The Next Generation in Gaming
by Karina Le | published Nov. 3rd, 2020
The gaming world was bustling with excitement in the latter half of 2020 due to the announcement of next generation consoles.
Sony has their fifth iteration PlayStation. Competing with Sony is Microsoft, which is also releasing a new iteration of the Xbox.
Though people have been calling the new consoles “next-gen,” there are certain semantics to what makes a console part of a new generation of gaming.
Hardware-wise, the systems are very similar to their previous iterations in terms of concept and design. The gameplay should match what gamers are already familiar with. However, the exciting thing about these new consoles is what they’re able to do in terms of their raw power and speed.
Joshua Bullock, a fourth year Game Design and Development major and School of Interactive Games and Media ambassador, described the power put into these consoles.
"Both can fetch data a lot faster, and they load games quicker," Bullock said. "What they can hold in terms of data and library passes [their past iterations]."
These consoles aren't focusing on innovating methods of gameplay. You shouldn't expect something like the Nintendo Switch, which celebrates taking high quality games with you on the go.
For Sony and Microsoft, those types of changes aren't what they’re aiming for when they develop new consoles. Kent Reese, a fourth year Game Design and Development major, explained this more in depth.
“It’s not the consoles themselves, but more about the game engine and technology around the consoles,” Reese said.
For developers, they’ll be able to produce games at a much faster rate — in a sense of creation speed — because of the power behind these consoles. Since the consoles can hold so much more data and run said data at a more consistent rate, developers don’t have to worry about all the steps needed to create hyper-realistic graphics.
“Think of consoles like a toolbox. It’s more about the kinds of tools consoles give us in order to make more,” Reese said.
"Think of consoles like a toolbox. It’s more about the kinds of tools consoles give us in order to make more.”
In the end, who are the next generation consoles for? They’re for the consumers. Each company's advertising arm has been working overtime to appeal to both the hardcore gamer side and the more casual side of the community.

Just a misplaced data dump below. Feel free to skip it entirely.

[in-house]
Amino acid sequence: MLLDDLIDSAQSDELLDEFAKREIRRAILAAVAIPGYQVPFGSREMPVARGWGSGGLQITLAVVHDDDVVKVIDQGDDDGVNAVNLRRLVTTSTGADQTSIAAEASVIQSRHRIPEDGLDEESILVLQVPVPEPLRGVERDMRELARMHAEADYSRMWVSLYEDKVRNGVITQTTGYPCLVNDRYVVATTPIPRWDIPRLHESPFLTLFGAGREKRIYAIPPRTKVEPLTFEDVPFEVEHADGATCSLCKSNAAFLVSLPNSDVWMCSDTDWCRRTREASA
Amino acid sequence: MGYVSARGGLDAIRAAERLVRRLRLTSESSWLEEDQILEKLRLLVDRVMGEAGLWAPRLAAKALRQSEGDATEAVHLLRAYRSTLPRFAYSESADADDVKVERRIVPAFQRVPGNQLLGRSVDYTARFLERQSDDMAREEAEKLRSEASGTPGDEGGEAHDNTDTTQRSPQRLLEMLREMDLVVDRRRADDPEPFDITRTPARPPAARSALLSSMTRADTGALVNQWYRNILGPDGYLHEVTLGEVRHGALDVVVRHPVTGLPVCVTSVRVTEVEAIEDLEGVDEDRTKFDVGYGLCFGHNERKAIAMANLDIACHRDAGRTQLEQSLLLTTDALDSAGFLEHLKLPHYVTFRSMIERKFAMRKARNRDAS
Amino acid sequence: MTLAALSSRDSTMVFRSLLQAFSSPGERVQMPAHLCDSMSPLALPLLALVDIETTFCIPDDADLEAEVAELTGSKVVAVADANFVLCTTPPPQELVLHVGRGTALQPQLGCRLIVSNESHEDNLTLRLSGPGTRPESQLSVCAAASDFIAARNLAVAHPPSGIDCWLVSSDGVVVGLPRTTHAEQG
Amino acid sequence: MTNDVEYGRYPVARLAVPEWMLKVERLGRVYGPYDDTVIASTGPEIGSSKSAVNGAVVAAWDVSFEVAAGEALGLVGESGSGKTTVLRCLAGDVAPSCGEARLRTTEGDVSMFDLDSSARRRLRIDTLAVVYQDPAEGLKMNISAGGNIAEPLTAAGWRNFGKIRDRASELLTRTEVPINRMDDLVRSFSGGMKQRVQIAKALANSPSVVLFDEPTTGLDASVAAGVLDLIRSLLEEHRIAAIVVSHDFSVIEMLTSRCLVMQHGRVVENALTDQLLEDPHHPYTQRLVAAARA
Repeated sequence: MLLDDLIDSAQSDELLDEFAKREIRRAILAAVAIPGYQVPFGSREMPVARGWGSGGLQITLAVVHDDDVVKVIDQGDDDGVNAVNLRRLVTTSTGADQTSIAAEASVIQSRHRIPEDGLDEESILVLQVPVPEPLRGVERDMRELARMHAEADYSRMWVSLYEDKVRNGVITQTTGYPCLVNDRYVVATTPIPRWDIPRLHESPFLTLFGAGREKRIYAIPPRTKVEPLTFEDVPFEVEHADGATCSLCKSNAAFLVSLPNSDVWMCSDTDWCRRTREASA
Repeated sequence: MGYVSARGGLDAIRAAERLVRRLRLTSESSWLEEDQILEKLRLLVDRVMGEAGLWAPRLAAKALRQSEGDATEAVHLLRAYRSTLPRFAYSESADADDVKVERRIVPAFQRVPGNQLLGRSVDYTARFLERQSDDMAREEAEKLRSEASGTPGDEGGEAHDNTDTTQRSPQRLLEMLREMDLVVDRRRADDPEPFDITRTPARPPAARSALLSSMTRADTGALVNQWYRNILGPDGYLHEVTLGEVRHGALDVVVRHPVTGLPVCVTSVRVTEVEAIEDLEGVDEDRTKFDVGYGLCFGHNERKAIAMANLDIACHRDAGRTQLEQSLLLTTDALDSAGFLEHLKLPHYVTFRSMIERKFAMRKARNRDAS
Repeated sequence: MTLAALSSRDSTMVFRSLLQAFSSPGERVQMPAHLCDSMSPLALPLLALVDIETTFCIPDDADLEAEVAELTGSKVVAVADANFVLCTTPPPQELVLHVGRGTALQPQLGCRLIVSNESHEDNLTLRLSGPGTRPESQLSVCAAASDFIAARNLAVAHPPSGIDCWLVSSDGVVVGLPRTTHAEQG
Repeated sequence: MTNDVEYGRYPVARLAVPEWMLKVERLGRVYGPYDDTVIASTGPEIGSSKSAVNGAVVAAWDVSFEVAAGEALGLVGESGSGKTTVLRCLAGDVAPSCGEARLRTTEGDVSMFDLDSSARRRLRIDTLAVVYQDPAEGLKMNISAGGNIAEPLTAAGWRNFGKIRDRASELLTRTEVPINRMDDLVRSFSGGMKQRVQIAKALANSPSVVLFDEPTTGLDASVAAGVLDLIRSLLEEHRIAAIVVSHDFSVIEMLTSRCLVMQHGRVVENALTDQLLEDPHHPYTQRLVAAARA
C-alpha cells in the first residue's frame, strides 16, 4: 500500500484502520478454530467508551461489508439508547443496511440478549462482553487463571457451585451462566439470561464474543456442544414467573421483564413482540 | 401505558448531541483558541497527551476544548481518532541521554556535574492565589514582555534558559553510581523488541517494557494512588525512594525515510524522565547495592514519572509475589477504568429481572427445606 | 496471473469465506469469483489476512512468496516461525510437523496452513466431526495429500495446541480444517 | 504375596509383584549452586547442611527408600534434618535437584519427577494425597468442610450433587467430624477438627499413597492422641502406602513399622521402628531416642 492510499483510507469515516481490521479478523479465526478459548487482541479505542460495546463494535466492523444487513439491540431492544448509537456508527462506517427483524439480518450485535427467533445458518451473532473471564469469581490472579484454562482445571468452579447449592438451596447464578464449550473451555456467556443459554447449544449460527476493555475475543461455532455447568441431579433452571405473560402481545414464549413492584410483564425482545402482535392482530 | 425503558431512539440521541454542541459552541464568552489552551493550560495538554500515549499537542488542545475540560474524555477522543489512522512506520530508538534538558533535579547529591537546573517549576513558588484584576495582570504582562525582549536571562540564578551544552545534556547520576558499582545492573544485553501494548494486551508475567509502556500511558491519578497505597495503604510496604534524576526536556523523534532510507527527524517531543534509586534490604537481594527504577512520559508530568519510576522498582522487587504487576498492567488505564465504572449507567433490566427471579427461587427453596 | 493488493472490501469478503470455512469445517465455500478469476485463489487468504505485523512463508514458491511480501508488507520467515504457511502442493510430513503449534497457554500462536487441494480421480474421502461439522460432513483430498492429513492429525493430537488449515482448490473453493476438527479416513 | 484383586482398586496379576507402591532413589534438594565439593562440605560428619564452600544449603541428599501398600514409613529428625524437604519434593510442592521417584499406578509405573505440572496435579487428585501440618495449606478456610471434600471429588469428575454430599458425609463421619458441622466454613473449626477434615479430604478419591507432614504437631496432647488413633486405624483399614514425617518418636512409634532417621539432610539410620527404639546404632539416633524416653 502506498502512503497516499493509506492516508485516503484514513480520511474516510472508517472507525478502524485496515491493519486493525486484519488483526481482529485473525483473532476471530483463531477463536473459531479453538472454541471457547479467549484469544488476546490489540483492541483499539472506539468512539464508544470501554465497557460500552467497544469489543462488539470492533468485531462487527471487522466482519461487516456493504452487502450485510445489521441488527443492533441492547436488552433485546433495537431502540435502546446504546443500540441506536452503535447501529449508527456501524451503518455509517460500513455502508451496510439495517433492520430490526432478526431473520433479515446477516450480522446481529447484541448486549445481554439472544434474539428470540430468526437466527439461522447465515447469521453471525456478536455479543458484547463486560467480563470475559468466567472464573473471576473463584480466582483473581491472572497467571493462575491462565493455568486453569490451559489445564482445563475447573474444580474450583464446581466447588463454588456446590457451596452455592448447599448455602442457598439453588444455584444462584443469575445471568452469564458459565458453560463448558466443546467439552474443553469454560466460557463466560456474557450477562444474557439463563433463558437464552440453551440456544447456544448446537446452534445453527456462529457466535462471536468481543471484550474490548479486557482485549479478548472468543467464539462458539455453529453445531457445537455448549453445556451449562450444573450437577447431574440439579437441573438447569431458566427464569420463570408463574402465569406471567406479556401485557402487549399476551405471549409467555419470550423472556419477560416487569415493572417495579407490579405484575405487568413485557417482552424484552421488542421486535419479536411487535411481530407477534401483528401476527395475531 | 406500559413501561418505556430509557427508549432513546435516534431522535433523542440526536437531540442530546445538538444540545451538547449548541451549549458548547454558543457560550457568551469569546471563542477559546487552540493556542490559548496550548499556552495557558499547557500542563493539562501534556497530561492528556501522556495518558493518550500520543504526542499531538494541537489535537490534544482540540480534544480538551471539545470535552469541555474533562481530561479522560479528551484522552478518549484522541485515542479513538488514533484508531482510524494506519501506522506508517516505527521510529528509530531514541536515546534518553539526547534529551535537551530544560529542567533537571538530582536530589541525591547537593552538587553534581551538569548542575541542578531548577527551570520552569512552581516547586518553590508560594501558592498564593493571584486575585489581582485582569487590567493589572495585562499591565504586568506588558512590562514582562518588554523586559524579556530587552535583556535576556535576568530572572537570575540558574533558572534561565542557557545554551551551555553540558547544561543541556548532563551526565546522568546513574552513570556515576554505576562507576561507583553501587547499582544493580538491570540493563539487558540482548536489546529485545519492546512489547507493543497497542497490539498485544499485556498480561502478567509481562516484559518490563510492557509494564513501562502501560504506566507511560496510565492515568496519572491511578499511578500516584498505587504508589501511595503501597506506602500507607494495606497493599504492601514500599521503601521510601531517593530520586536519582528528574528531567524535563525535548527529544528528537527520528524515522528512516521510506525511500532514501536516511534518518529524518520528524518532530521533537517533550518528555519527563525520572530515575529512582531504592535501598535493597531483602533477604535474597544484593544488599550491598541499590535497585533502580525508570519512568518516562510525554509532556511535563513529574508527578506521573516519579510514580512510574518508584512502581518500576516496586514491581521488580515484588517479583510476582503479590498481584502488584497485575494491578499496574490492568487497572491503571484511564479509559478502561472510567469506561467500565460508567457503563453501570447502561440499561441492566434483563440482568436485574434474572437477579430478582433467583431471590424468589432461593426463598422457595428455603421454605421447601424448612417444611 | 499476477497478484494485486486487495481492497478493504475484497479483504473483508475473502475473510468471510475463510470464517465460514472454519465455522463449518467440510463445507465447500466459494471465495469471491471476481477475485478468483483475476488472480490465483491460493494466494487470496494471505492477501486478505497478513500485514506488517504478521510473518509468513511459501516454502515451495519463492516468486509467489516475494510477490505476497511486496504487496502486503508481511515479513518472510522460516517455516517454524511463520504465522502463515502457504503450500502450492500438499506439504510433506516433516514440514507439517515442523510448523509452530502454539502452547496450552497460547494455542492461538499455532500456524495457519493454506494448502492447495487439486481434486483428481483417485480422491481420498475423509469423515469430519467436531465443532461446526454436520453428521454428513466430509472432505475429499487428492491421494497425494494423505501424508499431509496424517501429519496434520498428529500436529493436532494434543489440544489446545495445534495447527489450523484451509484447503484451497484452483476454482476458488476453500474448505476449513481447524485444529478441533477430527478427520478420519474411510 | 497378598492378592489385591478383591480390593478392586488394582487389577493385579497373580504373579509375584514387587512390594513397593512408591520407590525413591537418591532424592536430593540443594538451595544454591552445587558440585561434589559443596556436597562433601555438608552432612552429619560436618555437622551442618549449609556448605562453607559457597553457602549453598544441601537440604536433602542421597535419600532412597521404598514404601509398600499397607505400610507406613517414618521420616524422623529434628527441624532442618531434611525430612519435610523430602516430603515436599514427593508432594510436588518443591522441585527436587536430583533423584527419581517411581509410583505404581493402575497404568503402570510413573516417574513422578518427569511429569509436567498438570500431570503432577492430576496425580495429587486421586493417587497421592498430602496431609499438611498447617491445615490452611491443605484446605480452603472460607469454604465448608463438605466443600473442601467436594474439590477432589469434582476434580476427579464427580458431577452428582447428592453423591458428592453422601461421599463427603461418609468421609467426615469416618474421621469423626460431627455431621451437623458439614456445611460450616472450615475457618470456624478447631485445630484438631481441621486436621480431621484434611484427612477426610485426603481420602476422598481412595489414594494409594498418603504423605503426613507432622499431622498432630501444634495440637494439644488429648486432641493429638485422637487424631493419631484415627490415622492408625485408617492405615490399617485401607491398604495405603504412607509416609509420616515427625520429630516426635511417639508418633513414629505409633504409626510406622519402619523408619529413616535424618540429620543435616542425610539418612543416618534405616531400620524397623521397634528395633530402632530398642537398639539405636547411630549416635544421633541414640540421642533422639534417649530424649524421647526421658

A big part of marketing for Microsoft and the Xbox Series X is the improvement in the Xbox library and their Xbox Game Pass. The subscription system allows players to play their favorite games in better quality and for a lesser price.
On the other hand, Sony appeals to those interested in their PlayStation brand by buying gaming production companies that produce exclusive games for their systems. Additionally, the PlayStation 5 has the PlayStation VR Headset and will be able to play in virtual reality, while Xbox is only following more standard ways of play.
One of the biggest points for both consoles, however, is their move toward digital games. This can be seen with the Xbox Series S, which isn't so much a new generation console as it is a mid-gen console. There’s not a lot of new capabilities it can do, but its selling point is in Microsoft’s move from selling individual games to digital libraries.
“Companies see a lot of advantages with digital. No worries about discs physically scratching, and manufacturers don’t have to worry about stock issues,” Bullock said.
There's really no need for consumers to have both consoles though. Bullock and Reese noted that even though each of these two powerhouses are releasing their own consoles, it’s most important to consider your own preferences.
What do you prefer to play? Are the games you want to play exclusive to just one console? Which console is in your price range? These are important questions to consider when deciding to commit to one.
What To Choose?
Some differences between the two consoles are in their power and speed. The Xbox Series X is more powerful in terms of the overall visual quality it can deliver, but the PlayStation 5 has speed.
“What will be 10 seconds loading on the [Xbox Series X] could be 5 seconds for the [PlayStation 5],” Bullock described.
When picking a console, Reese advised that you compare pricing between the two. Sony announced that the PlayStation 5 will cost around $499.99, and the digital-only version will cost $399.99. The Xbox Series X will cost the same price as the base PlayStation 5. On the other hand though, the digital-only Xbox Series S will cost significantly less that PlayStation's digital-only console with a $299.99 pricetag.
Regardless of prices, Bullock concludes that it really comes down to people’s preferences when they go out to buy a new system, or even stick with their older ones.
“Play whatever you want, whenever you want it, where you want it,” Bullock concluded.
“Play whatever you want, whenever you want it, where you want it."
Backwards Compatibility: PS5 — Almost all PS4 games, including PS4 Pro titles ; XBOX SERIES X — All XBOX ONE games and some XBOX 360 and original XBOX games
CPU: PS5 — 8-core 3.5 GHz AMD Zen 2 ; XBox Series X — 8-core 3.8 GHz AMD Zen 2
GPU: PS5 — 10.28 teraflop AMD RDNA 2 ; XBox Series X — 12.0 terraflop AMD RDNA 2
RAM: PS5 and XBOX SERIES X —16 GB GDDR6
Storage: PS5 — 825 GB custom SSD; XBOX SERIES X — 1 TB custom NVMe SSD
Memory: PS5 — 16 GB GDDR6/256-bit ; XBOX SERIES X — 16 GB GDDR6/350-bit
Memory Bandwidth: PS5 — 448 GB/s ; XBOX SERIES X — 10GB @ 580 GB/s, 6GB @ 336 GB/s
Expandable and External Storage: PS5 — NVMe SSD Slot and USB HDD Support ; XBOX SERIES X — 1 TB Expansion Card and USB 3.2 External HDD Support
Optical Disc Drive: PS5 and XBOX SERIES X — 4K UHD Blu-Ray Drive